The village was a quarter of a mile from the shore, a straggle of no more than sixty dwellings, all in varying states of disrepair. Sebastian’s was no exception. Like its neighbours, it was walled with mud and stone. Timber was avoided, the fishermen knowing all too well how their boats suffered in the salt and the breeze. But while rock could resist the elements, whatever the mortar, the wind would pick it out, leaving the loose stones to crumble – particularly high up, near the thatch. And no matter how much his parents tried to repair the seaward side, they could never seal all the cracks or keep out the chill which followed every setting sun.
The inside was divided into two. One room for his parents. The other, larger, was used for everything else – a place to eat as well as a bedroom for him and his brothers at night. It was dark. The only light came through the open chimney and a door on the landward side, and Sebastian was to remember it more as a burrow than a home. A life of shadow. All of them packed together like a litter of newborns. Evenings spent crouched tight round the fire, with its familial stench of smoke and sweat that made its way into their clothes, skin and nose until everything they drank or tasted was overpowered by it.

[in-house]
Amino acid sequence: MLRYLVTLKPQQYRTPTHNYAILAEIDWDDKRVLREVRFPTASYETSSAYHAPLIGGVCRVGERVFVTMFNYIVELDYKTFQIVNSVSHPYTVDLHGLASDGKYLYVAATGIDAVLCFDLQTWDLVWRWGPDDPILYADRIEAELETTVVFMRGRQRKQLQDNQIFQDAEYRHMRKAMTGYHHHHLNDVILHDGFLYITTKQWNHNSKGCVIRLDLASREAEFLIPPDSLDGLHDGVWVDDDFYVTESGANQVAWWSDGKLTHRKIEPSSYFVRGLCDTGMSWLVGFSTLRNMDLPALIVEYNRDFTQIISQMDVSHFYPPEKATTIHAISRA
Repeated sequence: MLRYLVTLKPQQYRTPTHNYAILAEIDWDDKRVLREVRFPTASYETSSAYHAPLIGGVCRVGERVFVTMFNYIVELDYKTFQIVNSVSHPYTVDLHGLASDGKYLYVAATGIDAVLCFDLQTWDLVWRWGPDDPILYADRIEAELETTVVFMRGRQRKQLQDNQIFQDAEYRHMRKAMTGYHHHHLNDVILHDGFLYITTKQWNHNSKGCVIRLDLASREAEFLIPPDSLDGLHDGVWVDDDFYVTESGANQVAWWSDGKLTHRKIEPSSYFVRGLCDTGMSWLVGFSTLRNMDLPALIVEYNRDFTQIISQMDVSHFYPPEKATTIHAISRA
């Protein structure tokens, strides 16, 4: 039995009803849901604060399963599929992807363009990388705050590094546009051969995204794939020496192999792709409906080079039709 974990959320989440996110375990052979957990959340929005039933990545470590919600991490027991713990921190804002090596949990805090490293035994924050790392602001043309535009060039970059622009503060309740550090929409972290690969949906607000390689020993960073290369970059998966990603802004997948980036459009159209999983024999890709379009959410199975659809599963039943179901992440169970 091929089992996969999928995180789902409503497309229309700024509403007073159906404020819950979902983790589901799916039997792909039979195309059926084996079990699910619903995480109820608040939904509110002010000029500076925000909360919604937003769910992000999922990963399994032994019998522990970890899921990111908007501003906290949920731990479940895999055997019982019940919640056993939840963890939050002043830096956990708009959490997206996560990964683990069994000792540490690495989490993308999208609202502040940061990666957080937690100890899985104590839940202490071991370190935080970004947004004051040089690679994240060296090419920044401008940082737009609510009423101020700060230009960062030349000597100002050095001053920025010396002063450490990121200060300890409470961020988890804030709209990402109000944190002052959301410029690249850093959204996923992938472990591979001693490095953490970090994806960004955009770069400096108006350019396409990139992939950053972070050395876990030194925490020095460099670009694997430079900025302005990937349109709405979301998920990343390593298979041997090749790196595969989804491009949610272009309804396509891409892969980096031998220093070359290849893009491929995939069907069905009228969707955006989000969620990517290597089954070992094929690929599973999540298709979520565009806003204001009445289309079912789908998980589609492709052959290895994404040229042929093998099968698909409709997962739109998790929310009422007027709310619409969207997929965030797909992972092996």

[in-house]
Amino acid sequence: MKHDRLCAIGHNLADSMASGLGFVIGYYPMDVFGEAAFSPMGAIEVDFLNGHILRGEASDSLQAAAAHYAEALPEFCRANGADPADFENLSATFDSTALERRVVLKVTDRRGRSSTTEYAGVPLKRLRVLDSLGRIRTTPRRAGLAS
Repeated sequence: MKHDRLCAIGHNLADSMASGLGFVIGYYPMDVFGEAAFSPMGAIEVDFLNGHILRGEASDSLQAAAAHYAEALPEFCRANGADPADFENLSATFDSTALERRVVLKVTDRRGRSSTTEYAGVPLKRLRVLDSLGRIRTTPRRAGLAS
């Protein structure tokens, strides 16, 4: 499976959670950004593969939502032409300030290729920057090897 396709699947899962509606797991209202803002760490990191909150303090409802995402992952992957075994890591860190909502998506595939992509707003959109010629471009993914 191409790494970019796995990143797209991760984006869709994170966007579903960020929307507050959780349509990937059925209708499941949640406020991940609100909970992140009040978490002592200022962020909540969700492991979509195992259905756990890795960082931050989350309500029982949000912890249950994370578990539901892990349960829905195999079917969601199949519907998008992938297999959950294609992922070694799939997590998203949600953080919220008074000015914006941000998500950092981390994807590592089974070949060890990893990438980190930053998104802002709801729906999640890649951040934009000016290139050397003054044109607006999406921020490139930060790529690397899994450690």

Both his mother and father shared the local physiognomy, flat faces that had been ground to the nub, though it was there the similarity ended. His father was black-eyed, sullen and lean, dressed in his dark tunic, either away at sea or staring into the fire with a drink in his hand. She was the opposite. Blue-eyed, always around and busying herself in her dress and shawl, nudging and cajoling, a whirl of good humour and chat. They squabbled incessantly but seemed to fit each other’s absences well enough. She found comfort in his silence while he found sanctuary in her warmth. And each seemed content in their role, she taking care of the children, he fetching the water and catching the fish.
Sebastian was their first child, and as such, his birth was celebrated. However, by the age of three it was obvious something was wrong. While his chest was normal enough, his back, limbs and jaw remained of infantile proportions – the skull outlandish on his tiny body. Consequently, many of his earliest memories were of distorted faces: the expressions of horrified relatives, visitors flinching as they caught his eye, the stares of unfamiliar children peering round doorways.